As you’ll probably be aware, vulnerability is a pretty topical issue for the FCA right now.
The regulator published a guidance consultation last July on the fair treatment of vulnerable customers, and is expected to issue final guidance over the next few months.
Here are some of the key points from the consultation paper that we expect to be part of the final guidance.
The FCA defines a vulnerable customer as:
“somebody who, due to their personal circumstances, is especially susceptible to harm, particularly when a firm is not acting with appropriate levels of care.”
The regulator states that typically vulnerability comes from one of the following four key factors: health, life events, resilience and capability.
What the FCA wants to see
The regulator is expecting firms to embed the fair treatment of vulnerable customers into the company's culture, policies and processes.
This should help firms protect clients that struggle to protect their own interests, and those that are more prone to behavioural biases that may have a negative impact on their decision making.
Firms should make sure staff have the required knowledge and skillset to treat vulnerable clients fairly, and that adequate systems and controls are in place to mitigate the risk of harm those clients may face.
The guidance focuses on the following themes:
- Recognising vulnerability and responding to client needs
- The value of sympathy
- The importance of empowered and knowledgeable staff
- Addressing communication needs
What should my firm be doing?
The draft guidance focuses on the principles underpinning the fair treatment of vulnerable customers, with a particular focus on principle six – customers’ interests.
The guidance aims to get firms thinking about how they can meet their obligations under these principles by concentrating on the following areas:
- You should be aware of and understand the nature and scale of the potential vulnerabilities that your clients/target market may face, and how these may impact their needs and overall client experience
- Embed the fair treatment of clients across your whole workforce, making sure staff have the right skills and capabilities to identify and respond to vulnerable clients and can offer practical and emotional support
- Make sure the details of a client’s vulnerability are sufficiently recorded, and that products and services consider the potential needs of vulnerable clients
- Encourage and enable vulnerable customers to disclose their needs to you, and make them aware of the support available
- Have multiple methods of communication available for vulnerable clients depending on their needs
- Carry out regular reviews of your processes so that improvements can be made when vulnerable clients’ needs aren’t being met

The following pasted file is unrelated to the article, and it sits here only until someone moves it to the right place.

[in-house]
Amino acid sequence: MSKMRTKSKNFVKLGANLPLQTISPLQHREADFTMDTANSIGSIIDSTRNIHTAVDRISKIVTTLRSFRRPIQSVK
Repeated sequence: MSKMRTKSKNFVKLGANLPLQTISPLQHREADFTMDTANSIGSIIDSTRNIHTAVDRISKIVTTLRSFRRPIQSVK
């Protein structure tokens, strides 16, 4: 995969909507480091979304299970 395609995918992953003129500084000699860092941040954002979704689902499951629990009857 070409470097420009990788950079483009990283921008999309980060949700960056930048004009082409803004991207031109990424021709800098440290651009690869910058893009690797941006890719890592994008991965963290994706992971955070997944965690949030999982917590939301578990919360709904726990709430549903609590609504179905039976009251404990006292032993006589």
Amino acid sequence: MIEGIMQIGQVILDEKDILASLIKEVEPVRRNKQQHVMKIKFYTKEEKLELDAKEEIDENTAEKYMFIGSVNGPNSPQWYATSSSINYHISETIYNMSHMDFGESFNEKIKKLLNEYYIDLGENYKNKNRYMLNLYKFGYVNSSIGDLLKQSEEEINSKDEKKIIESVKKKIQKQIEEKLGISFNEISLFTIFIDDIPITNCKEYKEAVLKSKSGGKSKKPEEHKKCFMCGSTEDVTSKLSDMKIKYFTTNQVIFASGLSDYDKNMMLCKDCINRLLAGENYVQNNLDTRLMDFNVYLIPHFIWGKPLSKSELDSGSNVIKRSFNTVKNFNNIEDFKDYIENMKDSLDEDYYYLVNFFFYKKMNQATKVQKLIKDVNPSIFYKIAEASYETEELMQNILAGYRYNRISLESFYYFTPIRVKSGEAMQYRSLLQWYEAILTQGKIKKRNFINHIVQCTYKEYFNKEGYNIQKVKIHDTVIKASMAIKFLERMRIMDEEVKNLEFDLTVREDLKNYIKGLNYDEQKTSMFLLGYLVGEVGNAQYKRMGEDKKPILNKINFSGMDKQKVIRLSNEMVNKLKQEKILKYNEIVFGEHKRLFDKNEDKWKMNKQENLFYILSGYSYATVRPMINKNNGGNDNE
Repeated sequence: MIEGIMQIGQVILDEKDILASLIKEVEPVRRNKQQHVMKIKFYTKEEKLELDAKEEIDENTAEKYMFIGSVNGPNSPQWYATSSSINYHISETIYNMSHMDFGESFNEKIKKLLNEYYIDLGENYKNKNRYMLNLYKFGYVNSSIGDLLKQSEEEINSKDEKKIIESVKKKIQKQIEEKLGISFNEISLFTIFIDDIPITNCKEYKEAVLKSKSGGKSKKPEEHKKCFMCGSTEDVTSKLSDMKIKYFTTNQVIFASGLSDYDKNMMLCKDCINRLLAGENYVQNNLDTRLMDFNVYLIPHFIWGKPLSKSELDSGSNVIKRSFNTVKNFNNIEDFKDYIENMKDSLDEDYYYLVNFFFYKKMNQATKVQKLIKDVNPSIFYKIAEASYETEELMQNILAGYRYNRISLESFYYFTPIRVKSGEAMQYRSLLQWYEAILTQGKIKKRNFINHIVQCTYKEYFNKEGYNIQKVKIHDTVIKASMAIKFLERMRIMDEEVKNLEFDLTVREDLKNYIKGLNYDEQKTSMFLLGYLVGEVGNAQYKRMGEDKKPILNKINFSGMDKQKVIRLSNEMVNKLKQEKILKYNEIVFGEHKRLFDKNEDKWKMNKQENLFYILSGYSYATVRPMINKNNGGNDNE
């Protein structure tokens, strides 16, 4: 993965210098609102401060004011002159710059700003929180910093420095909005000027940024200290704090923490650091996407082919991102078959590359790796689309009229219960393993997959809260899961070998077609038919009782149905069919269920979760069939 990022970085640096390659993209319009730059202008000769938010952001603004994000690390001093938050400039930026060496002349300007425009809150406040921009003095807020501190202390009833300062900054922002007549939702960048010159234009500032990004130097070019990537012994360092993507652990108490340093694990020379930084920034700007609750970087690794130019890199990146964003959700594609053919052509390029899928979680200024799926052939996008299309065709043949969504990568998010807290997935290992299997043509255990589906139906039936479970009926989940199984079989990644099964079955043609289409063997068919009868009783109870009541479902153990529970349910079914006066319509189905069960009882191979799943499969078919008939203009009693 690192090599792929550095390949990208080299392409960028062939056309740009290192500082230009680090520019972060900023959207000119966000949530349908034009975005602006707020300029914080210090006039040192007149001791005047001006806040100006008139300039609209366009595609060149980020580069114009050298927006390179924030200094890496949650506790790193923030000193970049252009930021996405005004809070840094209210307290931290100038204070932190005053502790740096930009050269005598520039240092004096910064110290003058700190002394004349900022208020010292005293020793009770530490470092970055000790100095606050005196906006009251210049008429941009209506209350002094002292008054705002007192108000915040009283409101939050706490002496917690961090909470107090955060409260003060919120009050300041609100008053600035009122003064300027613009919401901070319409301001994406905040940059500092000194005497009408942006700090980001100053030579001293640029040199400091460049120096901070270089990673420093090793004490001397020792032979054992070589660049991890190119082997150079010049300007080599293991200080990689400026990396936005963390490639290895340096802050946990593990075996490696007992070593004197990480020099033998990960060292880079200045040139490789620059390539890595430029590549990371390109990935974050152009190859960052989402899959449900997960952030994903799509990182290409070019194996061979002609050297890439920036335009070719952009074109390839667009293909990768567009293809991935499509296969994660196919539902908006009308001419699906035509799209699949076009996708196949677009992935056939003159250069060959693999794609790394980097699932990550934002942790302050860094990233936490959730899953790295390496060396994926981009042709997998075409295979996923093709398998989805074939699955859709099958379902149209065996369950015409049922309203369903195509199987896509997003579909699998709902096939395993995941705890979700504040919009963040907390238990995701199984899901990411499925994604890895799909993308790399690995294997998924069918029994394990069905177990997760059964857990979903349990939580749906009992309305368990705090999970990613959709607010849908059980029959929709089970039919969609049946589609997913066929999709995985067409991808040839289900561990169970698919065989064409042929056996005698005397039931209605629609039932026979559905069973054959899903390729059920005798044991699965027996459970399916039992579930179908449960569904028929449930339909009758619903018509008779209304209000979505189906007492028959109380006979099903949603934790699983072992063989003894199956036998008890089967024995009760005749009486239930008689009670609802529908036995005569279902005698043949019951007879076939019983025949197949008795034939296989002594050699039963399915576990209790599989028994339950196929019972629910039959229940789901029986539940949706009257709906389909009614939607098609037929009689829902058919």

The FCA will be following up on firms’ responses to this guidance by supervisory work. As part of this, firms will be expected to demonstrate how their culture, policies and processes ensure the fair treatment of all clients.
What documents should I be amending?
The changes to vulnerability are far-reaching and may require you to adapt or update your existing policies and procedures.
To meet regulatory requirements we’d recommend you review the following key areas and build your vulnerability processes accordingly:
- Suitability reports – include changes to templates and file review processes
- Fact-finds – include additional information gathering sections and any third-party information
- Registers – create a new recording template
- Complaints – update and amend how you treat complaints from vulnerable clients
- Training and competence – include your vulnerability training and testing and update observation and fit and proper requirements
- Systems and controls – add the process and annual review
- Financial promotions – identify how you will adapt promotions for any vulnerable clients
- Insistent clients/execution-only – Review this process and ask yourself if this is still suitable to offer vulnerable clients
- Fair treatment of customers (treating customers fairly) – Update and review
- Product governance – consider how vulnerable clients fit within segmentations and amend or create as appropriate
- Anti-money laundering (AML) policies and procedures – Make sure AML standards are maintained and reviewed to meet vulnerable needs
Apricity clients can access vulnerability training and resources as well as a sample vulnerability process through the Apricity system. If you’re not a client, you can click here to sign up for a free 30-day trial.